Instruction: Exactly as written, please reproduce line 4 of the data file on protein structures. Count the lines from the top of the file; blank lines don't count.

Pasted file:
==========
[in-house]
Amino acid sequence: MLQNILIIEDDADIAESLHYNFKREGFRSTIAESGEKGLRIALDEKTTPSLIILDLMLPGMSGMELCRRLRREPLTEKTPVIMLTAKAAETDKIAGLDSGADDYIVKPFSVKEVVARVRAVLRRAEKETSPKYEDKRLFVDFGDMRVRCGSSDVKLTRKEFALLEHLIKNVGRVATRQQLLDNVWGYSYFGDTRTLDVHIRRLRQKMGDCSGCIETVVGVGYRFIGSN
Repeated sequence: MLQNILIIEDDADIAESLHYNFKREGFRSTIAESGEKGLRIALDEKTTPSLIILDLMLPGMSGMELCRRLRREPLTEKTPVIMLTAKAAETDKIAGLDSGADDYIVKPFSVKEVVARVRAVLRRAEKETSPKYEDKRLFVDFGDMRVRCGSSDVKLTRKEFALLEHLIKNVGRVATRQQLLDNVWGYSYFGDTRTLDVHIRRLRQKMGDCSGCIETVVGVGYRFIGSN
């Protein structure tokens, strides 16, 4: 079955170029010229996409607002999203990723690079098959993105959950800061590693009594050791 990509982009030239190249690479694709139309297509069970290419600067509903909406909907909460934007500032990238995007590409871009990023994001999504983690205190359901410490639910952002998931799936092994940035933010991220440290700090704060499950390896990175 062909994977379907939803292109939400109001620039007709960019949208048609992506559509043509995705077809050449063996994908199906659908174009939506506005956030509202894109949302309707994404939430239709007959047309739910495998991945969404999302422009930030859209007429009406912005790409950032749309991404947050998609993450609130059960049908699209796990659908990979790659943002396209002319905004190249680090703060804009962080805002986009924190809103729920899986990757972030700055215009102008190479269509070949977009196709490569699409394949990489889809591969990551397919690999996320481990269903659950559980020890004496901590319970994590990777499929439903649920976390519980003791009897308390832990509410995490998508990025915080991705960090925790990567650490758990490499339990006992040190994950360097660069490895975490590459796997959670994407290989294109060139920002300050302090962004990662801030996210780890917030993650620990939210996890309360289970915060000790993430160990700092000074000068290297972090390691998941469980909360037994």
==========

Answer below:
């Protein structure tokens, strides 16, 4: 079955170029010229996409607002999203990723690079098959993105959950800061590693009594050791 990509982009030239190249690479694709139309297509069970290419600067509903909406909907909460934007500032990238995007590409871009990023994001999504983690205190359901410490639910952002998931799936092994940035933010991220440290700090704060499950390896990175 062909994977379907939803292109939400109001620039007709960019949208048609992506559509043509995705077809050449063996994908199906659908174009939506506005956030509202894109949302309707994404939430239709007959047309739910495998991945969404999302422009930030859209007429009406912005790409950032749309991404947050998609993450609130059960049908699209796990659908990979790659943002396209002319905004190249680090703060804009962080805002986009924190809103729920899986990757972030700055215009102008190479269509070949977009196709490569699409394949990489889809591969990551397919690999996320481990269903659950559980020890004496901590319970994590990777499929439903649920976390519980003791009897308390832990509410995490998508990025915080991705960090925790990567650490758990490499339990006992040190994950360097660069490895975490590459796997959670994407290989294109060139920002300050302090962004990662801030996210780890917030993650620990939210996890309360289970915060000790993430160990700092000074000068290297972090390691998941469980909360037994």